Plan to Cut Inmates' Sentences Raises Ire
Wednesday, November 14, 2007
The Bush administration squared off against members of the federal judiciary yesterday over a proposal by an independent panel to reduce the sentences of thousands of federal inmates imprisoned on crack cocaine offenses.
In testimony before the U.S. Sentencing Commission, which sets guidelines for federal prison sentences and recently established more lenient guidelines for future crack cocaine offenders, the administration implored commissioners to forgo making the policy retroactive so that 19,500 inmates would be eligible to have their sentences reduced.
Such an action would backlog the courts and flood halfway houses with hardened criminals who are not prepared to reenter society, Justice Department officials said. "My concern is about the future and about the unforeseen consequences of releasing such large numbers of convicted drug offenders into vulnerable communities in a relatively short period of time," said Gretchen C.F. Shappert, a U.S. attorney for the Western District of North Carolina.
But that assertion was disputed by federal judges, public defenders, activists and several of the commissioners, who, in asking pointed questions to Shappert and other officials, appeared to indicate a willingness to approve making the new, lenient guidelines retroactive.
After Shappert suggested that violent criminals would go free, Commissioners Ruben Castillo and Beryl A. Howell took issue with some of Shappert's comments, and with statements by other members of the administration.
Castillo said eligibility for sentence reduction did not mean that inmates would automatically have their incarceration time cut, and that Shappert and her colleagues would probably be successful in making sure that violent criminals do not win appeals for release. "Isn't there a chance that you would win some of those challenges?" he asked.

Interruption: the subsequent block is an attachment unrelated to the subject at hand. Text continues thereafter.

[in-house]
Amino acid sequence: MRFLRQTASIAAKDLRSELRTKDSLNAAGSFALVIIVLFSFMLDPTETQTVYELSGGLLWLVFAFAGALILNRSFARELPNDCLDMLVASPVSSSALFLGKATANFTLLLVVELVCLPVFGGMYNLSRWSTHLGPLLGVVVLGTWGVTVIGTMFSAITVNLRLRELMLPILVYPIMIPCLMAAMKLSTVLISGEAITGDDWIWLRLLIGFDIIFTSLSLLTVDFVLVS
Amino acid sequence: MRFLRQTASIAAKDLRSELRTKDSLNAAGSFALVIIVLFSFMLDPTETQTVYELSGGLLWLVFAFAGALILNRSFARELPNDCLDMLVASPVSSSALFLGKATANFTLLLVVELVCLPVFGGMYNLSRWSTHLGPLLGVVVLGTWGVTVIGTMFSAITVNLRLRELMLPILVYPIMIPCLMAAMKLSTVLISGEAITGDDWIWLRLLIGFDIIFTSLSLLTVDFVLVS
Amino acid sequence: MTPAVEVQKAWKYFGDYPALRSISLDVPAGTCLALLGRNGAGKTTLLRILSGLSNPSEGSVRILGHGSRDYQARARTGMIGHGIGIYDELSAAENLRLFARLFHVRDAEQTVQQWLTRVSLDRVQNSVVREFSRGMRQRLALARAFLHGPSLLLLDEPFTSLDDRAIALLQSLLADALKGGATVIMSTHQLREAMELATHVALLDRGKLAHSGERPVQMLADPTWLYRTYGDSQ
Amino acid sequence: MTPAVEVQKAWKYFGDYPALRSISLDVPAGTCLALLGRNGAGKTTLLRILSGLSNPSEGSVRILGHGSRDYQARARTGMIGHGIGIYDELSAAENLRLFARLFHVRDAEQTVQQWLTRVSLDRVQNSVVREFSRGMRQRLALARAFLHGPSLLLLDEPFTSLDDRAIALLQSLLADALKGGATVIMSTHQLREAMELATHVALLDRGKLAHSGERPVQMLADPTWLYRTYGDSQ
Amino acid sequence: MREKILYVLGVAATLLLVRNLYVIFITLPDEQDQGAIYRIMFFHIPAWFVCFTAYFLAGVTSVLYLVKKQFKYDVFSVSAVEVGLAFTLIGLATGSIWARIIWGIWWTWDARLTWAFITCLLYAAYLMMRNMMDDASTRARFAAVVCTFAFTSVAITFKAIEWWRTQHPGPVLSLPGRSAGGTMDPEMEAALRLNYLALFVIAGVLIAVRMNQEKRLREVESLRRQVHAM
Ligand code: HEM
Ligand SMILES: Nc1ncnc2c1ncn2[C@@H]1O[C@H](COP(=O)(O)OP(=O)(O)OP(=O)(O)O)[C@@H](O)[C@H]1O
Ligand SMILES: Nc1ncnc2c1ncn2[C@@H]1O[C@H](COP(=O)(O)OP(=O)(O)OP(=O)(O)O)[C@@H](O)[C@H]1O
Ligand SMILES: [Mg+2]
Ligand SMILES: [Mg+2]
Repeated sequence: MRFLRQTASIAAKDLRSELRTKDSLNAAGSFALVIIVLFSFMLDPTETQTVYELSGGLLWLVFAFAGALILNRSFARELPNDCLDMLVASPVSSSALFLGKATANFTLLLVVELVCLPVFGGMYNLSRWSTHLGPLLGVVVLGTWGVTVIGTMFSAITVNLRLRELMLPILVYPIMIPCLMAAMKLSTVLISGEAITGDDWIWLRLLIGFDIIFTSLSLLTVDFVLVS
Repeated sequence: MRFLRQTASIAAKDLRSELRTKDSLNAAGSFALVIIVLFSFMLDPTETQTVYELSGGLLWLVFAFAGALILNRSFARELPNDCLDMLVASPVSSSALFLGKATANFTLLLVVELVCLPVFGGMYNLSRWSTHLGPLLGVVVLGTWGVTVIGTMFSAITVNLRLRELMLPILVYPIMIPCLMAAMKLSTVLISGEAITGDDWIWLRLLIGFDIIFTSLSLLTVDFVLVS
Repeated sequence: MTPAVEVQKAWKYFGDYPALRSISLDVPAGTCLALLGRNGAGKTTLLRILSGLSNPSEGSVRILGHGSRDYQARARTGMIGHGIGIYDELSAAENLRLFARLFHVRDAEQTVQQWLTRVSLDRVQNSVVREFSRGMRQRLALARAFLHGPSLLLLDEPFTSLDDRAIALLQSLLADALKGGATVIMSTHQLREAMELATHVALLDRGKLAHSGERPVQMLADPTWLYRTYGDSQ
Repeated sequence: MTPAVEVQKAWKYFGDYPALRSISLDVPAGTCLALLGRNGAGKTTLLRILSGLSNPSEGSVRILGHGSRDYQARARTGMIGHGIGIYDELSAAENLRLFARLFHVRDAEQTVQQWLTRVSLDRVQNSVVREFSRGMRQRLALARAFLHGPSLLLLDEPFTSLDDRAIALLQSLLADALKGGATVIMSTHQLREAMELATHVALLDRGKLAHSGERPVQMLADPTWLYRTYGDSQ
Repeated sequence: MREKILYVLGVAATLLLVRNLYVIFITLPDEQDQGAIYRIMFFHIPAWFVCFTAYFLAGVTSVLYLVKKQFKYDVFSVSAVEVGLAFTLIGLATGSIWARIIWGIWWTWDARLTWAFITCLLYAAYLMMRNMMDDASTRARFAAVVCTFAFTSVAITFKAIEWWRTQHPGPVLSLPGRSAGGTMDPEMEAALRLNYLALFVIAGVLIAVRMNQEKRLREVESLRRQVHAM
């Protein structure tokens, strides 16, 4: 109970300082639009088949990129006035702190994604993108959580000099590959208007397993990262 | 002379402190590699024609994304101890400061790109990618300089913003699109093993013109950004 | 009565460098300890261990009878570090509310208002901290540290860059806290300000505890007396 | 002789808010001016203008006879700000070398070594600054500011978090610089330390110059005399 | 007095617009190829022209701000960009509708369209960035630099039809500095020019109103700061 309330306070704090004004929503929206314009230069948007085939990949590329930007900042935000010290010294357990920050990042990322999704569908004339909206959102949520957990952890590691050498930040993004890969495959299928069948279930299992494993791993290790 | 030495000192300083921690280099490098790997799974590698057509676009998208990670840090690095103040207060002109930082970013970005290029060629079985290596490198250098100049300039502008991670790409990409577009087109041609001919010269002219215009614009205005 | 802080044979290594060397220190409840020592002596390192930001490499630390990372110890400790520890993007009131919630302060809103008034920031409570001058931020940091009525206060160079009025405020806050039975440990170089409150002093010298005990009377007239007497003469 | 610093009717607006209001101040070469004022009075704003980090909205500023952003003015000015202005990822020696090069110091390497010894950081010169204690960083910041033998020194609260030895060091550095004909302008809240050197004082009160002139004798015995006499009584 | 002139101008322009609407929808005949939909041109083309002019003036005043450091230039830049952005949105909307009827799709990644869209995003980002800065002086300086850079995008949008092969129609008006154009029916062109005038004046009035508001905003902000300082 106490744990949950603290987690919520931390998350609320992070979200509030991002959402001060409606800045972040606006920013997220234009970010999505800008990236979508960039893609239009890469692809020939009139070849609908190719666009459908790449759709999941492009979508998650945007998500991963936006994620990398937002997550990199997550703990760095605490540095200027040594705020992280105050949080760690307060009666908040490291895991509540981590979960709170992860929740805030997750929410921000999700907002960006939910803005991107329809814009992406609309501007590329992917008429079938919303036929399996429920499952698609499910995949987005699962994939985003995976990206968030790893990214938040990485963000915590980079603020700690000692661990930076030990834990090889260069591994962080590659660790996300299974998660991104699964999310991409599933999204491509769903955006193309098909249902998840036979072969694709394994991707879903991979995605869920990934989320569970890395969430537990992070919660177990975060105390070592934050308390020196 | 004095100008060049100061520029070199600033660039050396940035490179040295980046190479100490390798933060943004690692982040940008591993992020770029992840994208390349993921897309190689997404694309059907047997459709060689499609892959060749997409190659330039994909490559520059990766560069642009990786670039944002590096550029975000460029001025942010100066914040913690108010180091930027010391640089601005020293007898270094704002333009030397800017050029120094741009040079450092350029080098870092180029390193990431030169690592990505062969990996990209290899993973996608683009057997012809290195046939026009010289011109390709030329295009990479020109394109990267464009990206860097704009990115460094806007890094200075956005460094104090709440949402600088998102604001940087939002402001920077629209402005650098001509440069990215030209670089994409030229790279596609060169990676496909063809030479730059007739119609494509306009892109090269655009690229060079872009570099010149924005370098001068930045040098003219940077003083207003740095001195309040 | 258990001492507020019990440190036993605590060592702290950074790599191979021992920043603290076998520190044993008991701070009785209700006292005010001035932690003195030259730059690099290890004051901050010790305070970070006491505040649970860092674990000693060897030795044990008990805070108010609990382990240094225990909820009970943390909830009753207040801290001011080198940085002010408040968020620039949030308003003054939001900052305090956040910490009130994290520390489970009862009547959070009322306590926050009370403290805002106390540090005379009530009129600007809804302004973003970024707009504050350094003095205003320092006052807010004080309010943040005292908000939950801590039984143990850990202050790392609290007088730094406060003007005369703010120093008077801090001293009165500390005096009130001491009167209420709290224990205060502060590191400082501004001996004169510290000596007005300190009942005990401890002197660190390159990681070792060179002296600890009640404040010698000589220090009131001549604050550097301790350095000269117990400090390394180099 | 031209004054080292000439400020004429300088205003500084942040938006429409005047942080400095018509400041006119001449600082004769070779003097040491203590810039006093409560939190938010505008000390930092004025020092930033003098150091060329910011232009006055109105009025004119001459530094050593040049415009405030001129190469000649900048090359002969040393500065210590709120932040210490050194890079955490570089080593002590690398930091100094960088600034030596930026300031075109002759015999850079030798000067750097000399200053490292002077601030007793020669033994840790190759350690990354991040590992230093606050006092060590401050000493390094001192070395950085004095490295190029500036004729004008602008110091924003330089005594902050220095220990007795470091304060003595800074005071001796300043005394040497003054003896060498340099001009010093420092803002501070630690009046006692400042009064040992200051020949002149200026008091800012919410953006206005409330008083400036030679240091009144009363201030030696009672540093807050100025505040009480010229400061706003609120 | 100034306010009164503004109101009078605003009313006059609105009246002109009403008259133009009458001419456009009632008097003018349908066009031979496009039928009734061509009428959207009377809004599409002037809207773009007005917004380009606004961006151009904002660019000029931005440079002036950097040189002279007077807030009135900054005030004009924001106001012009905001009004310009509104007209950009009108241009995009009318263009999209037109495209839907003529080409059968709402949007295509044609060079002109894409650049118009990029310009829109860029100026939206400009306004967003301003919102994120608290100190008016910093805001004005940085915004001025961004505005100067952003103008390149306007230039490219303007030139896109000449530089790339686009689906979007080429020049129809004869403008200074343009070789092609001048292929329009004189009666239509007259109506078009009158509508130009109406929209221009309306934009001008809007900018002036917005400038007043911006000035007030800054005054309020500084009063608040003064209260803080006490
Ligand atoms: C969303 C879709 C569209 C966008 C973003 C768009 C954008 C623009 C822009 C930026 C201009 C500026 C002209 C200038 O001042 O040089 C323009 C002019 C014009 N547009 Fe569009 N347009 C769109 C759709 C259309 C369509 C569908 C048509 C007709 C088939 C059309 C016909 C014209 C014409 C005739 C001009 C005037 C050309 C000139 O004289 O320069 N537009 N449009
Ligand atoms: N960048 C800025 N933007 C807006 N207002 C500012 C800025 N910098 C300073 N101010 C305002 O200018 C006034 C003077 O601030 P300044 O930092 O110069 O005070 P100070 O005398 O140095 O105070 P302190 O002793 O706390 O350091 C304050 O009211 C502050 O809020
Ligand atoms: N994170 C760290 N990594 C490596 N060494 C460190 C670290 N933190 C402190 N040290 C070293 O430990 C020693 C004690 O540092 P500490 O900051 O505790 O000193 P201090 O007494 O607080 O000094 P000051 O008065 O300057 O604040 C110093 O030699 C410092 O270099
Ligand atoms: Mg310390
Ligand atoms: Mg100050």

Howell's remarks to Shappert were sharper. "I have been quite troubled by the department's letter that says the unexpected release of 20,000 crack offenders" would clog the courts and wreak havoc on communities, she said, referring to a letter from the Justice Department to the commission. "That is totally wrong."
In truth, she said, many of the 19,500 would not get the sentence reductions they seek, and even fewer would be released. But even if all were granted relief, Howell said, the process would take seven to 10 years for most, a far lesser burden on the courts.
"By our estimate," Howell said to Shappert about inmates likely to be released into her Charlotte area district, "the most will be 40 or 42 people," not the hundreds estimated by the prosecutor.
The testimony of Sylvester E. Jones, assistant director of the witness security and prisoner operations division of the U.S. Marshals Service, was also questioned.
If 19,500 prisoners were returned to court for hearings and housed for a month at $65 per day, Jones said, the cost would amount to $38 million for housing alone. Transportation of the prisoners from prisons and courts across the nation would cost $43 million.
Jones's calculations, commissioners said, were based on a false and largely exaggerated number of prisoners, and costs would likely be borne out over a decade.
The commission, comprising seven voting members appointed by President Bush and former president Bill Clinton, is scheduled to meet today, but a vote on retroaction is unlikely. Individuals familiar with the panel's deliberations who spoke only after receiving a promise not to be identified said the commission is likely to vote on retroaction in January. A spokesman for the group declined to discuss its plans.
The disparity between the sentences given for powder cocaine, which more white people use, and cheaper crack cocaine, more widely used among African Americans, is among the most sensitive issues of the war on drugs that began in the mid-1980s.
As part of a tough sentencing equation, Congress mandated that conviction for possessing or distributing five grams of crack cocaine would draw the same mandatory minimum prison sentence as a conviction for possessing or selling 500 grams of powder cocaine.
The commission asked Congress to consider changing the equation before taking action by changing the guidelines on May 1. Congress had 180 days to intervene but declined. The new, more lenient guidelines went into effect Nov. 1.
Lisa B. Freeland, a public defender for the Western District of Pennsylvania, said the sentencing disparity should be made retroactive immediately. "The . . . ratio is unfair and cannot coexist with justice and equity," she said.